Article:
An Assessment of Mmusi Maimane

2013-08-13 15:35

In an unwittingly prescient feature, Drum dedicated a few pages to the Gauteng Premier, Nomvula Mokonyane. In the spread, she showed off the Premier’s official residence. Given it came so soon after Maimane’s election as DA Premier Candidate, many social media users wondered whether this was a sign that soon, Maimane would be “No.1” in province.

Much has been made about Maimane’s story. Indeed it should be. Maimane grew up in Soweto, was a supporter of the ANC and, like a fair number young(er) black South Africans, left the ANC to find a new political home as the party drifted from the moral high-ground it once occupied.

That he found a home in the DA is significant. As the mainstream media likes to, incorrectly, dismiss the DA as a “white” party, the fact that Maimane, a well-educated, erudite and established black man, could become a prominent leader of the “party of white suburbia” speaks volumes.

Of course he and others like him, Lindiwe Mazibuko and Joe Seramane to name two, have been characterised as being black stooges and a sell-outs. I don’t know if he has an equivalent of the “tea girl” epithet, but be sure that it will come.

(Needless to say that form of racialised thinking is wholly inconsistent with a democratic South Africa. It probably is a reaction to the worrying trend that the ANC’s struggle credentials no longer work)

Candidate Maimane has an immense task ahead of him. While the DA has been projected to do better than it ever has done, it has not been predicted to win. Rather, the predictions are, correctly, more along the lines that the province is the ANC’s to lose. Between now and May next year, Maimane will have to take on a better-financed, slightly nervous ANC: and that is no easy feat.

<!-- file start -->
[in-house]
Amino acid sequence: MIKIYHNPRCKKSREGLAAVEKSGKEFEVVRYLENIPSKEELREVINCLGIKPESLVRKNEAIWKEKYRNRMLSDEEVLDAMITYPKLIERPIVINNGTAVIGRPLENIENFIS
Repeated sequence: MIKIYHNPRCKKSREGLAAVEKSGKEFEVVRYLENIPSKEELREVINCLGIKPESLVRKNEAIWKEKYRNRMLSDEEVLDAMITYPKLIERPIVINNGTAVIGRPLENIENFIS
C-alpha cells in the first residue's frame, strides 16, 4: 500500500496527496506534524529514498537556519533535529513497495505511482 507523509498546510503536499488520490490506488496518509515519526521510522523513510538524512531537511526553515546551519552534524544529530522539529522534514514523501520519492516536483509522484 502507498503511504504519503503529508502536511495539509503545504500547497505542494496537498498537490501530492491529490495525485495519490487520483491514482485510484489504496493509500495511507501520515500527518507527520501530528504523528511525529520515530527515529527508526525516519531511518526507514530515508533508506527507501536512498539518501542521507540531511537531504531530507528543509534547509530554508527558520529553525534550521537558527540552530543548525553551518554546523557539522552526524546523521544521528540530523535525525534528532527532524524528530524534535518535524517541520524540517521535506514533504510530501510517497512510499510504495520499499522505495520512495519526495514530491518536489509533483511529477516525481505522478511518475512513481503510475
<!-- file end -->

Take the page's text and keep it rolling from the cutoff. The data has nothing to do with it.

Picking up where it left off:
But Candidate Maimane, as Verashni Pillay of the MG put it, is set to wage an “Obama-esque” campaign. Whether the narrative of hope and the simple promises of a better Gauteng are as a result of famous Clinton-era pollster, Stan Greenburg, joining the DA is unknown. What is evident though is that the campaign narrative will be focused on delivery and heady with inspiration.

Maimane will use his story and the general feeling of frustration that urban black voters may feel with the ANC. Maimane’s candidacy allows the DA to break out of its (perceived) political straight-jacket. His race is but one factor that will allow the party to do so. It would be a mistake to think though that his race alone will tip the scales in the DA’s favour. Connecting with (young) black voters is an absolute necessity – it is the only way that the DA, which has maxed out its minority support, can grow. Judging by the speeches Maimane has delivered since his election not even a week ago, and the targeted messages being aimed at an aspirational young voter, it seems that the DA and Maimane have hit the ground running.

It is a careful strategy that Maimane will have to follow: he needs to be big on ideas to inspire voters, but also offer them a compelling vision with sufficient detail. Failure to do so will either make voters treat him like a lightweight, or worse, insincere. He has to do this while all the while not giving away the policy game to the ANC.

When he was contesting this position against Jack Bloom, one of the criticisms that Maimane faced was that he lacked “experience” and “policy” know-how. Whether this is true, I cannot say. But Maimane certainly has an impressive CV that allows one to believe that he has a good head on his shoulders. (That isn’t to say that academic qualification alone makes a great political leader)

ANC Gauteng Chairman, Paul Mashatile, picked up on this theme the day after Maimane’s election and said something dismissive  to the effect that given Maimane has only been in politics for four years, he has little to offer in terms of substance.